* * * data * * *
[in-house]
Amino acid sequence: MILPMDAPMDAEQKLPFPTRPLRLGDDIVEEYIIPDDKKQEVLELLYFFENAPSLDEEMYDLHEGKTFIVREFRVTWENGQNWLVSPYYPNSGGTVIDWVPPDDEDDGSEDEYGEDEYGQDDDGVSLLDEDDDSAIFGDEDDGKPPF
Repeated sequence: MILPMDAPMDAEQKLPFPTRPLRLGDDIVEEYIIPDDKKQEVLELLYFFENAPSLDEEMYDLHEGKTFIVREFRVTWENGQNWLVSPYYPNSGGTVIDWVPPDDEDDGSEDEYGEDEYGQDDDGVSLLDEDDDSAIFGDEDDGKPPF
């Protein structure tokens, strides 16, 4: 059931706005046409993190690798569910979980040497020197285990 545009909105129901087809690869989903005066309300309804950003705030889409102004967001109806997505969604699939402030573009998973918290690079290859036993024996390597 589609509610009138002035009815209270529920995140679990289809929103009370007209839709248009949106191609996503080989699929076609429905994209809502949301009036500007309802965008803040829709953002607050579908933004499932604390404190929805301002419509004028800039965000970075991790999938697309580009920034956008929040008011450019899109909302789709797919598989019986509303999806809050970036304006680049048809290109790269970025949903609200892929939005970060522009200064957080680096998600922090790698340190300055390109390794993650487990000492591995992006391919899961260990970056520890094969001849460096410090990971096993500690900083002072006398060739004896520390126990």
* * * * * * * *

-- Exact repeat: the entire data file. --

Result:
[in-house]
Amino acid sequence: MILPMDAPMDAEQKLPFPTRPLRLGDDIVEEYIIPDDKKQEVLELLYFFENAPSLDEEMYDLHEGKTFIVREFRVTWENGQNWLVSPYYPNSGGTVIDWVPPDDEDDGSEDEYGEDEYGQDDDGVSLLDEDDDSAIFGDEDDGKPPF
Repeated sequence: MILPMDAPMDAEQKLPFPTRPLRLGDDIVEEYIIPDDKKQEVLELLYFFENAPSLDEEMYDLHEGKTFIVREFRVTWENGQNWLVSPYYPNSGGTVIDWVPPDDEDDGSEDEYGEDEYGQDDDGVSLLDEDDDSAIFGDEDDGKPPF
């Protein structure tokens, strides 16, 4: 059931706005046409993190690798569910979980040497020197285990 545009909105129901087809690869989903005066309300309804950003705030889409102004967001109806997505969604699939402030573009998973918290690079290859036993024996390597 589609509610009138002035009815209270529920995140679990289809929103009370007209839709248009949106191609996503080989699929076609429905994209809502949301009036500007309802965008803040829709953002607050579908933004499932604390404190929805301002419509004028800039965000970075991790999938697309580009920034956008929040008011450019899109909302789709797919598989019986509303999806809050970036304006680049048809290109790269970025949903609200892929939005970060522009200064957080680096998600922090790698340190300055390109390794993650487990000492591995992006391919899961260990970056520890094969001849460096410090990971096993500690900083002072006398060739004896520390126990």